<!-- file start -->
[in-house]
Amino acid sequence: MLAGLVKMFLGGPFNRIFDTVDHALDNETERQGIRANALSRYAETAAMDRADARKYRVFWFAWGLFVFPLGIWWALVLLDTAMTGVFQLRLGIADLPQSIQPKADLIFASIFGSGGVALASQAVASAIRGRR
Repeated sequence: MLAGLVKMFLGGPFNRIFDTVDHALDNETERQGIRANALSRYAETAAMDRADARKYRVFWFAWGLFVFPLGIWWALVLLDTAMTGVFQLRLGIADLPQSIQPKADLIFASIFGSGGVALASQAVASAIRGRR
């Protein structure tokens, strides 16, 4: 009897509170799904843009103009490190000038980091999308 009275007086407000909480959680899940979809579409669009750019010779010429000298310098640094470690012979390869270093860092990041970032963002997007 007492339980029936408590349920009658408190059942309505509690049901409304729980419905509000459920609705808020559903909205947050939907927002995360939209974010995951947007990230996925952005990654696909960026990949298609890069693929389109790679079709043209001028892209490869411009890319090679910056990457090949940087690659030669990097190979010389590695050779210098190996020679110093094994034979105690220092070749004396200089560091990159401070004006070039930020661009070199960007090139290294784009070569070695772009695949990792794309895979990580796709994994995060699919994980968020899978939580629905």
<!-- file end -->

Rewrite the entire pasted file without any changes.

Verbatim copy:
[in-house]
Amino acid sequence: MLAGLVKMFLGGPFNRIFDTVDHALDNETERQGIRANALSRYAETAAMDRADARKYRVFWFAWGLFVFPLGIWWALVLLDTAMTGVFQLRLGIADLPQSIQPKADLIFASIFGSGGVALASQAVASAIRGRR
Repeated sequence: MLAGLVKMFLGGPFNRIFDTVDHALDNETERQGIRANALSRYAETAAMDRADARKYRVFWFAWGLFVFPLGIWWALVLLDTAMTGVFQLRLGIADLPQSIQPKADLIFASIFGSGGVALASQAVASAIRGRR
């Protein structure tokens, strides 16, 4: 009897509170799904843009103009490190000038980091999308 009275007086407000909480959680899940979809579409669009750019010779010429000298310098640094470690012979390869270093860092990041970032963002997007 007492339980029936408590349920009658408190059942309505509690049901409304729980419905509000459920609705808020559903909205947050939907927002995360939209974010995951947007990230996925952005990654696909960026990949298609890069693929389109790679079709043209001028892209490869411009890319090679910056990457090949940087690659030669990097190979010389590695050779210098190996020679110093094994034979105690220092070749004396200089560091990159401070004006070039930020661009070199960007090139290294784009070569070695772009695949990792794309895979990580796709994994995060699919994980968020899978939580629905």